For many, QVC is just another shop-from-home basic cable network, an outmoded Amazon ancestor where retired ladies can buy overpriced teddy bears and cubic zirconia earrings. But for a certain segment of the populace, QVC can become a costly and time-consuming habit. Elaheh Nozari recently investigated the world of QVC addicts, and she turned her findings into a darkly fascinating article for The Kernel. The channel becomes an integral part of the lives of some viewers, largely because it offers a friendly, personal shopping experience with an element of quasi-meaningful human interaction that the faceless, automated Amazon lacks. Addiction, it turns out, is part of QVC’s business model, as the overwhelming majority of sales come from repeat customers.

While Nozari spoke to a psychologist and interviewed actual home-shopping junkies in pursuit of this story, the main focus of the article is a Facebook group specifically dedicated to QVC Addicts. Despite its title, it isn’t a support group; in fact, excessive QVC negativity will get you booted. Instead, it’s a safe space where QVC enthusiasts can discuss their purchases and describe their viewing habits. It’s a cloistered world, and Nozari was only able to observe the ever-growing group’s activities from a distance, since its members would not interact with her directly, because “They thought I was a fraud.” It is important to point out that not all QVC devotees are compulsive shoppers. But, as a psychologist observes, the most vocal members of the Facebook group do exhibit the signs of addiction. For their part, the members of QVC Addicts do not want to change their ways. As Nozari writes:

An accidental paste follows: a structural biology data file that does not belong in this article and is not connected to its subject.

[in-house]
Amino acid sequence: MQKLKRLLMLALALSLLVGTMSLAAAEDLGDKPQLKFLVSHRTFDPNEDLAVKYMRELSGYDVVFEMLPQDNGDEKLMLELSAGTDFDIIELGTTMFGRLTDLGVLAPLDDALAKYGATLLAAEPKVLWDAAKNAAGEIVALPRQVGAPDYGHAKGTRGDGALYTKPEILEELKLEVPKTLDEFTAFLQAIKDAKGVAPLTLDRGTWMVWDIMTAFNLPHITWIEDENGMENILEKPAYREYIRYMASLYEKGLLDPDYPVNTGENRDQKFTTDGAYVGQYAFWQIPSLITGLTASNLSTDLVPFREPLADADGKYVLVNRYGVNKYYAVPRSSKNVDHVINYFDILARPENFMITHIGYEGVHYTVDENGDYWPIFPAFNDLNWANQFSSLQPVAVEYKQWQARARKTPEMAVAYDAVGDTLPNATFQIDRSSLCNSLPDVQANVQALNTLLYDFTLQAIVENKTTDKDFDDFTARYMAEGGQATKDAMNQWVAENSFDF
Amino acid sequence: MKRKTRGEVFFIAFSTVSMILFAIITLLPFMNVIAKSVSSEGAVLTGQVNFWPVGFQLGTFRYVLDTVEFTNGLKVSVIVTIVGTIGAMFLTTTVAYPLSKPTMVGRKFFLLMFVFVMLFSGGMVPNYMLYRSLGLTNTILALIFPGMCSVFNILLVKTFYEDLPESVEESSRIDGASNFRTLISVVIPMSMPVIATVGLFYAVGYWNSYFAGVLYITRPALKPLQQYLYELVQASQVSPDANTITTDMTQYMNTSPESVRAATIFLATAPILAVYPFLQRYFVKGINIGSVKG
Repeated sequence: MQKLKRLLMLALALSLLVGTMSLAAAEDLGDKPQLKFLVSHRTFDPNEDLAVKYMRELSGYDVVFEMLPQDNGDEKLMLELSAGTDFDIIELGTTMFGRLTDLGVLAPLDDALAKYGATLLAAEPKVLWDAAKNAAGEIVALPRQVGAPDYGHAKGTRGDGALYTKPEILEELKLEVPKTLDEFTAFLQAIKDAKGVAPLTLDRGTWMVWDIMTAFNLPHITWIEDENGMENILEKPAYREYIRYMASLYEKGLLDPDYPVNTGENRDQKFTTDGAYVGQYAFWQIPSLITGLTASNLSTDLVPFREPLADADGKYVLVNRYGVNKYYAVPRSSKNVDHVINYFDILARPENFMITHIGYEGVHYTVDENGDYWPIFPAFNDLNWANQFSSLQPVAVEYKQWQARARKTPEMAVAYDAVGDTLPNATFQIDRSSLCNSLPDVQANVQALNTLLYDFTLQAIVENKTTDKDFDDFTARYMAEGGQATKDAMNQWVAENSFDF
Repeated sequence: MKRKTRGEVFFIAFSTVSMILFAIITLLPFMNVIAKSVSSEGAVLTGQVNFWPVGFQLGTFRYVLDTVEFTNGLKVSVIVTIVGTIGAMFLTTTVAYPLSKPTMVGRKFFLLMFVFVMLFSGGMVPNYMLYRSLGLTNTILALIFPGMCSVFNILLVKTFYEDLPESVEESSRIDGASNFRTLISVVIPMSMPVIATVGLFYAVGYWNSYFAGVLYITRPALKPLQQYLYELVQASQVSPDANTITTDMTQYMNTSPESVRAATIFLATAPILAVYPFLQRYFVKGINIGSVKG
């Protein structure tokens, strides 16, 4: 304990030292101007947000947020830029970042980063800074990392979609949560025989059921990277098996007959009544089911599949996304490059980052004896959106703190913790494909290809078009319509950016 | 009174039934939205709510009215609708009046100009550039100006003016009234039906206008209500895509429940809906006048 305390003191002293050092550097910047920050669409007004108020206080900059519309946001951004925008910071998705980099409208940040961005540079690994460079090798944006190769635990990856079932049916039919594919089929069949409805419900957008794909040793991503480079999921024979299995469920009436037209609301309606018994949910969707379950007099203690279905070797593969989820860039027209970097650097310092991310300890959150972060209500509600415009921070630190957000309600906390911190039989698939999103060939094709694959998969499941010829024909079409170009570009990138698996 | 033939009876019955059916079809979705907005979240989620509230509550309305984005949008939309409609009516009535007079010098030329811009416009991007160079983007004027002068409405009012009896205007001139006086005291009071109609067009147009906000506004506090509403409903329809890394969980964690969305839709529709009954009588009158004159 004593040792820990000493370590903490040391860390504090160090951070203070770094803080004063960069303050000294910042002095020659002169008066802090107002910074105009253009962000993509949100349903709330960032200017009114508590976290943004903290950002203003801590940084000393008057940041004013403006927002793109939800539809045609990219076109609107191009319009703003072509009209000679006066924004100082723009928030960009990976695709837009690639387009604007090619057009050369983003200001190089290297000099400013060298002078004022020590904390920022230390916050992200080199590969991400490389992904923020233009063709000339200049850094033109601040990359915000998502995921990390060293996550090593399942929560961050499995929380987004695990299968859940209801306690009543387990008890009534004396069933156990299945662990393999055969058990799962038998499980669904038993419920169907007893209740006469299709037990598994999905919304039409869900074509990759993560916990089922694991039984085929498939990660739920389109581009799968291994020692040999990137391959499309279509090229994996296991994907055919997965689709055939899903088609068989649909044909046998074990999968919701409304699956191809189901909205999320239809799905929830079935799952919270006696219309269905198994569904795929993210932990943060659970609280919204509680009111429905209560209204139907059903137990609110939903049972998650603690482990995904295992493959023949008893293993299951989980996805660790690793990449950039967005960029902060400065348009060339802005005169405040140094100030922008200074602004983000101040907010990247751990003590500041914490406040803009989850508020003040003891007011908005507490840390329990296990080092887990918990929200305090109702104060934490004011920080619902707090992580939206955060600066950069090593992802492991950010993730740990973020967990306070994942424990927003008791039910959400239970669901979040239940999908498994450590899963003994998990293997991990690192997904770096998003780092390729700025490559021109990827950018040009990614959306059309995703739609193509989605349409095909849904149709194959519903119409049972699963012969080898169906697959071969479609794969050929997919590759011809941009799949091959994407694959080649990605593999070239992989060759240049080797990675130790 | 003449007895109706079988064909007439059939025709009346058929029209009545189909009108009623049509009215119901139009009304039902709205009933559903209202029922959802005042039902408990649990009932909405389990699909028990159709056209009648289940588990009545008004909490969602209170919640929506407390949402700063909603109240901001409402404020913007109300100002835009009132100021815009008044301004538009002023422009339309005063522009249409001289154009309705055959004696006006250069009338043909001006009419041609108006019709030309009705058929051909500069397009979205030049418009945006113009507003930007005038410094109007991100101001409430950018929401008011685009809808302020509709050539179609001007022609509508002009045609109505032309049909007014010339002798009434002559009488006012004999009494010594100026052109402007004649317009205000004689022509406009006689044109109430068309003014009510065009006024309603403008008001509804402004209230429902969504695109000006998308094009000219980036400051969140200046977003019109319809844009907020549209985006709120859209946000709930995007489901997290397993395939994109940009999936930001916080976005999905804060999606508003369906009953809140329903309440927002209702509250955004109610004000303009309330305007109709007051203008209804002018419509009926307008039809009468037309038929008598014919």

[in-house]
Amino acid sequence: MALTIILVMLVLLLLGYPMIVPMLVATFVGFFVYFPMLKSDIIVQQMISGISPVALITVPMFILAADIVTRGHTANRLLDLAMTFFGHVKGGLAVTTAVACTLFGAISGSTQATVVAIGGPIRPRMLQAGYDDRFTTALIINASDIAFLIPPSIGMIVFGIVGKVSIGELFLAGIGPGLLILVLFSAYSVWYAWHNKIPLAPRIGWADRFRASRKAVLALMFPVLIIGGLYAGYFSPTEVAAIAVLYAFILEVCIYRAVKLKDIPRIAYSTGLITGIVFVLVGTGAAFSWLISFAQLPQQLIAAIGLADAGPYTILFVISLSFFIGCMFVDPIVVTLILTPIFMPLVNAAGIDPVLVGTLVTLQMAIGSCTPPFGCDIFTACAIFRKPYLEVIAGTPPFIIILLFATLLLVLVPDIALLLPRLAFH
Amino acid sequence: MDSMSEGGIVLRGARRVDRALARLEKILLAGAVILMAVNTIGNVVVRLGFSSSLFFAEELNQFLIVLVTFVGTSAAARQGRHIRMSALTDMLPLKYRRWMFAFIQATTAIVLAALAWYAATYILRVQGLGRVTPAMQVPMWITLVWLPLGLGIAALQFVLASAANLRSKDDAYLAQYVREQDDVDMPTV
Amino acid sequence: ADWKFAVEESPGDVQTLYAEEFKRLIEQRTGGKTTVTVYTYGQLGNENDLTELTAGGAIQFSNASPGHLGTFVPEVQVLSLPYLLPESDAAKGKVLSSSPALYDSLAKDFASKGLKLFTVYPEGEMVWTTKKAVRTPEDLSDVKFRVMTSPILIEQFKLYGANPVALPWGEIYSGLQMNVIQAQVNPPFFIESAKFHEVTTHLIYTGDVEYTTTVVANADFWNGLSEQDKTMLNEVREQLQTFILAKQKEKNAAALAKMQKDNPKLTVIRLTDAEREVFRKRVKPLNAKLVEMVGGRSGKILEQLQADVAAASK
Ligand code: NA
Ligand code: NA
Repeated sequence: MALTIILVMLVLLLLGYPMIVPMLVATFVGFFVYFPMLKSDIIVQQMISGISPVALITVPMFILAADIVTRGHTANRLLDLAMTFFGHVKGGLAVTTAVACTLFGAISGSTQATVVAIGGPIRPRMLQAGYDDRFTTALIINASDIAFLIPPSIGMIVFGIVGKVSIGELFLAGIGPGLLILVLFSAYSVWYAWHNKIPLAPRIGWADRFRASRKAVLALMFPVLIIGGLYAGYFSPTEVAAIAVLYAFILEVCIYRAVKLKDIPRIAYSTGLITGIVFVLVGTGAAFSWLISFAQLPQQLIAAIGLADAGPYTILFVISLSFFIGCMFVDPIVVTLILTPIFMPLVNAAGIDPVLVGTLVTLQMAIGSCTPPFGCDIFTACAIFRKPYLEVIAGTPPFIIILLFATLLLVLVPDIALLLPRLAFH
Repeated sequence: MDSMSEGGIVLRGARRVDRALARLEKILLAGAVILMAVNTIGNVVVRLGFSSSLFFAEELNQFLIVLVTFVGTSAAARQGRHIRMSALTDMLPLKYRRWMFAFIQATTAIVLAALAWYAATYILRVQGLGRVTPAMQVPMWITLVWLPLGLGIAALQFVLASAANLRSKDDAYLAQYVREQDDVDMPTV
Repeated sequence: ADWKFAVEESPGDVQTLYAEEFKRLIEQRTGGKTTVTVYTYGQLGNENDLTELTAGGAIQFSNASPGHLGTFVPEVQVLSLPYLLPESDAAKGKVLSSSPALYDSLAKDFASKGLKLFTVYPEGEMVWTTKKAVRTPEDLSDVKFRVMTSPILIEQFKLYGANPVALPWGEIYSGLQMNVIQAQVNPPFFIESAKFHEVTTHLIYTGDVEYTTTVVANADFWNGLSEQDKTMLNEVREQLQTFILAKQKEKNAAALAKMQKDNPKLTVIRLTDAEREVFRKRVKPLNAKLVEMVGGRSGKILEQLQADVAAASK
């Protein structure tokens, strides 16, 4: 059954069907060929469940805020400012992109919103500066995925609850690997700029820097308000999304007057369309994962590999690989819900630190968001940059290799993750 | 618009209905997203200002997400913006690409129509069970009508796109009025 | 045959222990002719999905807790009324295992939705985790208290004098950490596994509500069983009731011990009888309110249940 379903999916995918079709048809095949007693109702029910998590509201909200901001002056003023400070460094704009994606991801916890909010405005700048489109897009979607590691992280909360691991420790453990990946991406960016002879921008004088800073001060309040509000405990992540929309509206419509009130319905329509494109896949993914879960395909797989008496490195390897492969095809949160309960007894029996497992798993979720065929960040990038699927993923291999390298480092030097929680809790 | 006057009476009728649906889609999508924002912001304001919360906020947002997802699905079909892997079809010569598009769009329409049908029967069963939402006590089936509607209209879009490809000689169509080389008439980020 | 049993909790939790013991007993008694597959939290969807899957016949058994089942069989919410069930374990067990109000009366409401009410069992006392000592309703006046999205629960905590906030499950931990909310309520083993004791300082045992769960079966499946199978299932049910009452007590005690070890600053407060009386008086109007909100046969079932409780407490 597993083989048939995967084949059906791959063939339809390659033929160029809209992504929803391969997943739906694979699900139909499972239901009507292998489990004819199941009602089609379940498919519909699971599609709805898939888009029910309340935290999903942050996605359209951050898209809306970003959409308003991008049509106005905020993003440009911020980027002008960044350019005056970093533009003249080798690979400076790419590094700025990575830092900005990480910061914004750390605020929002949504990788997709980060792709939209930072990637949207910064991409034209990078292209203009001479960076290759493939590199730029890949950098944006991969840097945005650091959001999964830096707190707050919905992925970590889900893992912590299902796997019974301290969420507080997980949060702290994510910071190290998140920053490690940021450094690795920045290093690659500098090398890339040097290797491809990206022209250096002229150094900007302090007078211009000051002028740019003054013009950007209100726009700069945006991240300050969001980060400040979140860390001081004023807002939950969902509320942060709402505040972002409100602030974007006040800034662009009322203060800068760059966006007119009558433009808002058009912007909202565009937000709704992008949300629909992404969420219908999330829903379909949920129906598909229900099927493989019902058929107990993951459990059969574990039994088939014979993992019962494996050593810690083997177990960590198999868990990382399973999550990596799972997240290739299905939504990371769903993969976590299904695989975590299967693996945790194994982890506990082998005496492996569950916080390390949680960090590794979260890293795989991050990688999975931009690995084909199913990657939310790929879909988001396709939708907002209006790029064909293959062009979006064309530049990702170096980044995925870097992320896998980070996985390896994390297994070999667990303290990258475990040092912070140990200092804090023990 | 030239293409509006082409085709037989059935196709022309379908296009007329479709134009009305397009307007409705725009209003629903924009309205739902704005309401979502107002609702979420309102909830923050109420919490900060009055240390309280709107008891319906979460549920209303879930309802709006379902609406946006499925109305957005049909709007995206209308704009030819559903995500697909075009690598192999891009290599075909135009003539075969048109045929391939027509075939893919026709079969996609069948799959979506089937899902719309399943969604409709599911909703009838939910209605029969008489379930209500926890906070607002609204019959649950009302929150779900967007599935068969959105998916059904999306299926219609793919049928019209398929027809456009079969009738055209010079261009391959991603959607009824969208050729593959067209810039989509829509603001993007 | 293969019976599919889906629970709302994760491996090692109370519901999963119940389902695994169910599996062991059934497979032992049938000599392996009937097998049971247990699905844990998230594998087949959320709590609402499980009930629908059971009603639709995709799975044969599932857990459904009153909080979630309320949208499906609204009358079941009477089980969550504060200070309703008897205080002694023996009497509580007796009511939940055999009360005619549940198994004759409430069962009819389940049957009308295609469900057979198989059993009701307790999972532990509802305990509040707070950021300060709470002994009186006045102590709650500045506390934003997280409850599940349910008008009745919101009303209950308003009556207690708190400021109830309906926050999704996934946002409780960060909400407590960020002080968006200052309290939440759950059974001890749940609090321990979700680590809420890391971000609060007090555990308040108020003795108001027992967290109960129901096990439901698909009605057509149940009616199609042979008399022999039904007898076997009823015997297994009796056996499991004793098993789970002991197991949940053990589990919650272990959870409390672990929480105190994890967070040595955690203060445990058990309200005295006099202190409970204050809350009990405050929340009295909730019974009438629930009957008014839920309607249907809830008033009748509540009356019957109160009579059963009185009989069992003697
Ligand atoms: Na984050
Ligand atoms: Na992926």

The general feeling in the Facebook group, and among the other women I spoke to, is one of pride. They understand QVC has an overpowering presence in their lives, and they embrace it. It makes them feel good, whether it’s the mindless escape of watching or the shopper’s high they get from buying. They’re united in their praise for QVC and against those who judge them. In December, after one member posted a photo of eight packages outside her door, another commented with relief: “I’m just so glad there are so many of us!”

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